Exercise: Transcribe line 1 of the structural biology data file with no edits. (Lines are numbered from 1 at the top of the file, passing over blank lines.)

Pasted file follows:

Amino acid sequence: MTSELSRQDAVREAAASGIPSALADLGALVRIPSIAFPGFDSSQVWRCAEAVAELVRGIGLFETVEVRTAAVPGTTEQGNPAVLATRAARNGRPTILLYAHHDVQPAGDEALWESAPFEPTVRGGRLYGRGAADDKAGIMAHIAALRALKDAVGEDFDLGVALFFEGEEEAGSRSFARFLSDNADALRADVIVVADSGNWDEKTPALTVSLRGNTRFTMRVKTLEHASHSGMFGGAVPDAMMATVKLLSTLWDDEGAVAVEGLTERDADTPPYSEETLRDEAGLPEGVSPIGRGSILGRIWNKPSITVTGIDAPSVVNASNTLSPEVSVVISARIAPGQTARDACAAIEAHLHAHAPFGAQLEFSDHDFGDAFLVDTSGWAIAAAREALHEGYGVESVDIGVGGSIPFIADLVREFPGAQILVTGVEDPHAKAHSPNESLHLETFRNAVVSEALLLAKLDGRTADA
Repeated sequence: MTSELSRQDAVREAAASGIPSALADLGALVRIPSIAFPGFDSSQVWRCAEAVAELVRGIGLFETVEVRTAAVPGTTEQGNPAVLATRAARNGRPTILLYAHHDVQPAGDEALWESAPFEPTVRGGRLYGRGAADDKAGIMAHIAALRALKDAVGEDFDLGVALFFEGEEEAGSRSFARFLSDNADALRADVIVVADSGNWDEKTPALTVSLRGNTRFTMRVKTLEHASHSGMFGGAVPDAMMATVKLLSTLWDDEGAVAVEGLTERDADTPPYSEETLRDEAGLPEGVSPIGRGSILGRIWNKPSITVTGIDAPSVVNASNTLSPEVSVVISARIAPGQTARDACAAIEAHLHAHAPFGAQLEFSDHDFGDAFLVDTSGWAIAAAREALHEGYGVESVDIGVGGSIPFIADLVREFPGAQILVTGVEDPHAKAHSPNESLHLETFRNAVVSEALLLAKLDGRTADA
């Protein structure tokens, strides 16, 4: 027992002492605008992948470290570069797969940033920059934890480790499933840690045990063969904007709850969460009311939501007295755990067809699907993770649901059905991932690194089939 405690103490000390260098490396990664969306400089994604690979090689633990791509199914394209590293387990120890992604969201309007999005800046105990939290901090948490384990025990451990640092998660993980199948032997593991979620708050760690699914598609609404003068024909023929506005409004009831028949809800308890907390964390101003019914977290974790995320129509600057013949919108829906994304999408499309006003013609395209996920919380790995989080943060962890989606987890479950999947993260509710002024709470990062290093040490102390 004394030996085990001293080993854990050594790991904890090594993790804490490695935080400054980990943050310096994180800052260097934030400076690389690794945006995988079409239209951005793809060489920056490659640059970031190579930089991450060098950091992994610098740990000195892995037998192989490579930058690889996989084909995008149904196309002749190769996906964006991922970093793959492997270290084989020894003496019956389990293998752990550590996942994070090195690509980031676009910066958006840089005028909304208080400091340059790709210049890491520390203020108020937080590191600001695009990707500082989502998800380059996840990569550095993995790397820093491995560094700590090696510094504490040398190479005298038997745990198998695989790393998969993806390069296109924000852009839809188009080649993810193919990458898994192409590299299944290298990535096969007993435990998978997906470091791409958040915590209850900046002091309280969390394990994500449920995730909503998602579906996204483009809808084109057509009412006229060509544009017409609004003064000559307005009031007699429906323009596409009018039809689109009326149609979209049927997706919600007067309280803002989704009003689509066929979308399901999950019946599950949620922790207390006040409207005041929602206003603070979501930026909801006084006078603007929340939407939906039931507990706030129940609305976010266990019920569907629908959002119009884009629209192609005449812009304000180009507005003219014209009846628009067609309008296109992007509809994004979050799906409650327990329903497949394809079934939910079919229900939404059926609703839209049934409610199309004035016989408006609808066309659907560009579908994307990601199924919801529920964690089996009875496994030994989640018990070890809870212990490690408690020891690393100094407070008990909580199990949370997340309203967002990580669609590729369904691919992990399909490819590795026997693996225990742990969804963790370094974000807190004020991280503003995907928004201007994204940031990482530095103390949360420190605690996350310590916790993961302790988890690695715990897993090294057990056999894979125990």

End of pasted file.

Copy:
Amino acid sequence: MTSELSRQDAVREAAASGIPSALADLGALVRIPSIAFPGFDSSQVWRCAEAVAELVRGIGLFETVEVRTAAVPGTTEQGNPAVLATRAARNGRPTILLYAHHDVQPAGDEALWESAPFEPTVRGGRLYGRGAADDKAGIMAHIAALRALKDAVGEDFDLGVALFFEGEEEAGSRSFARFLSDNADALRADVIVVADSGNWDEKTPALTVSLRGNTRFTMRVKTLEHASHSGMFGGAVPDAMMATVKLLSTLWDDEGAVAVEGLTERDADTPPYSEETLRDEAGLPEGVSPIGRGSILGRIWNKPSITVTGIDAPSVVNASNTLSPEVSVVISARIAPGQTARDACAAIEAHLHAHAPFGAQLEFSDHDFGDAFLVDTSGWAIAAAREALHEGYGVESVDIGVGGSIPFIADLVREFPGAQILVTGVEDPHAKAHSPNESLHLETFRNAVVSEALLLAKLDGRTADA